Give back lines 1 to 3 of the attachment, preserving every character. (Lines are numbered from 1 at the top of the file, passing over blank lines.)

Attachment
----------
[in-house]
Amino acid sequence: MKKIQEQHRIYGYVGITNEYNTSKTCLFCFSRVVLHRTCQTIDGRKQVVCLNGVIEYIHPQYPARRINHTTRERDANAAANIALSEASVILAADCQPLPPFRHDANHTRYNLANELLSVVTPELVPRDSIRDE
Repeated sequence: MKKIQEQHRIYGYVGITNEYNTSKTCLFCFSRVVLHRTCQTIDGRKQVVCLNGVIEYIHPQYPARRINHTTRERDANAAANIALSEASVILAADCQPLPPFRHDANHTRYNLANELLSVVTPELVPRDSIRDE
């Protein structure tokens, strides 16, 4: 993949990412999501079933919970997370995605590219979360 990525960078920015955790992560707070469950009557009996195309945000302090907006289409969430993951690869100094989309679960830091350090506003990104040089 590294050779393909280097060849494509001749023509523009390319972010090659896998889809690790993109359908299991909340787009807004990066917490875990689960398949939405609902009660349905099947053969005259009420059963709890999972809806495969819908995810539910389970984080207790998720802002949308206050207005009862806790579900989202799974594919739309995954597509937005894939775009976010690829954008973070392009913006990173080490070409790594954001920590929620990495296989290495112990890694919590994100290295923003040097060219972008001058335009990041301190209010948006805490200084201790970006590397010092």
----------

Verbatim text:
[in-house]
Amino acid sequence: MKKIQEQHRIYGYVGITNEYNTSKTCLFCFSRVVLHRTCQTIDGRKQVVCLNGVIEYIHPQYPARRINHTTRERDANAAANIALSEASVILAADCQPLPPFRHDANHTRYNLANELLSVVTPELVPRDSIRDE
Repeated sequence: MKKIQEQHRIYGYVGITNEYNTSKTCLFCFSRVVLHRTCQTIDGRKQVVCLNGVIEYIHPQYPARRINHTTRERDANAAANIALSEASVILAADCQPLPPFRHDANHTRYNLANELLSVVTPELVPRDSIRDE